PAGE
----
They did this in the best way possible: by showing everyone just how wonderfully talented they were. People could no longer doubt the work rate of black players or their ability to last a whole season, both excuses that had been used to place an invisible barrier stopping their development.
Afterwards, black players starting becoming more common in English stadia as the doubts eventually completely evaporated. Yet it would be wrong to argue that all the barriers have fallen down.
As per the latest census held in the UK, 2.6% of the population is British Indian whilst a further 2.1% Pakistani, 0.8% Bangladeshi and 0.7% Chinese. That's 6.2% of Britain's population - or 3.3 million people - yet you would hardly know this by looking at mix of players who play at all levels of English football.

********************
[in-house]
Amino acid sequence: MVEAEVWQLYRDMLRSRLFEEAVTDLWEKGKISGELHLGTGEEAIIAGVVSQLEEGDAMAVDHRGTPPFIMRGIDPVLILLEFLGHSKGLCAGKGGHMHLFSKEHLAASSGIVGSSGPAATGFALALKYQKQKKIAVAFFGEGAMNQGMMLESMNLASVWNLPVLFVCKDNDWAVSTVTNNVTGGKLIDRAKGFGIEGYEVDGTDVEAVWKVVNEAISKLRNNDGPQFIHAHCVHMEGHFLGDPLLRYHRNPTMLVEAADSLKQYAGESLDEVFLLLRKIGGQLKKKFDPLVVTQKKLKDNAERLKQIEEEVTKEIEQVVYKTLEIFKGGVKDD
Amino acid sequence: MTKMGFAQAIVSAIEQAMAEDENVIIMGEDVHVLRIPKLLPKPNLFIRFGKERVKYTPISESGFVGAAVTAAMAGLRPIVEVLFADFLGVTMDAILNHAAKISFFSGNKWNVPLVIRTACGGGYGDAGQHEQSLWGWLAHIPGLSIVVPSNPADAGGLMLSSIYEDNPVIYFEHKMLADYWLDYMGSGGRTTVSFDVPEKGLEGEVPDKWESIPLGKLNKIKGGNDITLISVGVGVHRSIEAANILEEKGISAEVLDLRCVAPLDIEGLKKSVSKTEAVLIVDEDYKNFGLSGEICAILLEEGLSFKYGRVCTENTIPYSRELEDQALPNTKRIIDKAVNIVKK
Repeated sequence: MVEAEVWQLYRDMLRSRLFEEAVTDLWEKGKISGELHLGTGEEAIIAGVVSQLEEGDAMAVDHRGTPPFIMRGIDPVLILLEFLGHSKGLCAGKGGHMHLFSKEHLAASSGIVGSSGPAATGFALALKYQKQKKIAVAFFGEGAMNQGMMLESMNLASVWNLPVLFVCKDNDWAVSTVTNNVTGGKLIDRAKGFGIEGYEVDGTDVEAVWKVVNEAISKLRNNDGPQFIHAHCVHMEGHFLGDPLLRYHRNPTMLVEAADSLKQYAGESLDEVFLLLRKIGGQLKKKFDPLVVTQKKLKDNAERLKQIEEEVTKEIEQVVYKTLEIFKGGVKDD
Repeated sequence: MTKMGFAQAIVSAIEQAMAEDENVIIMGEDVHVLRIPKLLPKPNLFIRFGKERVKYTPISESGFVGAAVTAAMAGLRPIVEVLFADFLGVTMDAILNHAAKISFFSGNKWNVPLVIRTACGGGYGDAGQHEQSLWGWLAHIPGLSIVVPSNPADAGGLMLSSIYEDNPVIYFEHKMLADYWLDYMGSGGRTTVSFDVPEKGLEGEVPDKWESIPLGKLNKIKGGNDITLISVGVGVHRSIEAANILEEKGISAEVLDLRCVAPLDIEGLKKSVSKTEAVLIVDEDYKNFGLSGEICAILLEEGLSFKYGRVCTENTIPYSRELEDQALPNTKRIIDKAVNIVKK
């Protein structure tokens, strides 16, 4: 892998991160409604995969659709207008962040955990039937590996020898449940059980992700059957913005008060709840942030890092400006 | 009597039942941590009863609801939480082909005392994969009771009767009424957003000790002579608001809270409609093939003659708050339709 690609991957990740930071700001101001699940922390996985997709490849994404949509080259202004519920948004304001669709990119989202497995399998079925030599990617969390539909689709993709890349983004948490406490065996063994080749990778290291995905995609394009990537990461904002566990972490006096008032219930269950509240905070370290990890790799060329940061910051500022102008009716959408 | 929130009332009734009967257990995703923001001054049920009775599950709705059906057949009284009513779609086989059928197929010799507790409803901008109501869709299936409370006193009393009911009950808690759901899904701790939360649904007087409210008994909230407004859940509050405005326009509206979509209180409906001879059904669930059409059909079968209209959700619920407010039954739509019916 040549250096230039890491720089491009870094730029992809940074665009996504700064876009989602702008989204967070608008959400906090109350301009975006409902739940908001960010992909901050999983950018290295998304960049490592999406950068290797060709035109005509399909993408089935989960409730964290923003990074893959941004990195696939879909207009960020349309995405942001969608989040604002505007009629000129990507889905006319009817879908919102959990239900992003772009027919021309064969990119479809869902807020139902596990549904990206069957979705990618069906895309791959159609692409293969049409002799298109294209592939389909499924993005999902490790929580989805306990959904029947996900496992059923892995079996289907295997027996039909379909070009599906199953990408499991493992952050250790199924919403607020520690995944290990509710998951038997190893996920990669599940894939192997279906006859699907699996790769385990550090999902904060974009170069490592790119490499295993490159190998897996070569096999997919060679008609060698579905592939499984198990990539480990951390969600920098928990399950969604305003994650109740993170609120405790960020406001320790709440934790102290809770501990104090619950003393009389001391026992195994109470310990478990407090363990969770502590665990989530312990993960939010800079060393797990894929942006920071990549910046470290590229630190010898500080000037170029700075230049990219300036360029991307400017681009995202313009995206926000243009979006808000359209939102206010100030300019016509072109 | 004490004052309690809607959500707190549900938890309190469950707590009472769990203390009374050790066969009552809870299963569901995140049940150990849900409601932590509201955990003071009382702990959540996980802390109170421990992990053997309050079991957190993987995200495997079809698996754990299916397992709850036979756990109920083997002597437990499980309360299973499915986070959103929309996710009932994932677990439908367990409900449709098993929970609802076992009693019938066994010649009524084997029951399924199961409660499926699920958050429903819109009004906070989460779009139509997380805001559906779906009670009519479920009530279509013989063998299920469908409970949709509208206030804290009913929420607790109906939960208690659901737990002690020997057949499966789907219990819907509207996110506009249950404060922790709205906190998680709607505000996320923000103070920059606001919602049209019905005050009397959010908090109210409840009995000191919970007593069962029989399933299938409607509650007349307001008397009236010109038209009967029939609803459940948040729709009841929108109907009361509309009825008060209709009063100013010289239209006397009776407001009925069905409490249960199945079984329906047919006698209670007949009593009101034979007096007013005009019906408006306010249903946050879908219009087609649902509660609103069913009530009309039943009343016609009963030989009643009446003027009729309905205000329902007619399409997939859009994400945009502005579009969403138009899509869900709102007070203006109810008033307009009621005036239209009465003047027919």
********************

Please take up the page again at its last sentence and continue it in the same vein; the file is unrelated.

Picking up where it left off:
Talk to people in the game and you'll be given a number of reason. "They're not interested" or "they prefer cricket" or some other excuse based on some generalisation. It is not simply England that faces this situation because there are variations of it in every country. Sometimes there is bias against an ethnic group, other times it is against people from a particular region.
A coach - any coach but particularly one involved in youth football - cannot act this way. No player should be judged by the colour of their skin. No player deserves less attention because of where they come from. No player deserves to have to fight through barriers simply because he does not fit any pre-conceived notion of what he should look like or what his background should be like.
The above article was first published in Blueprint for Football's bonus bi-weekly newsletter.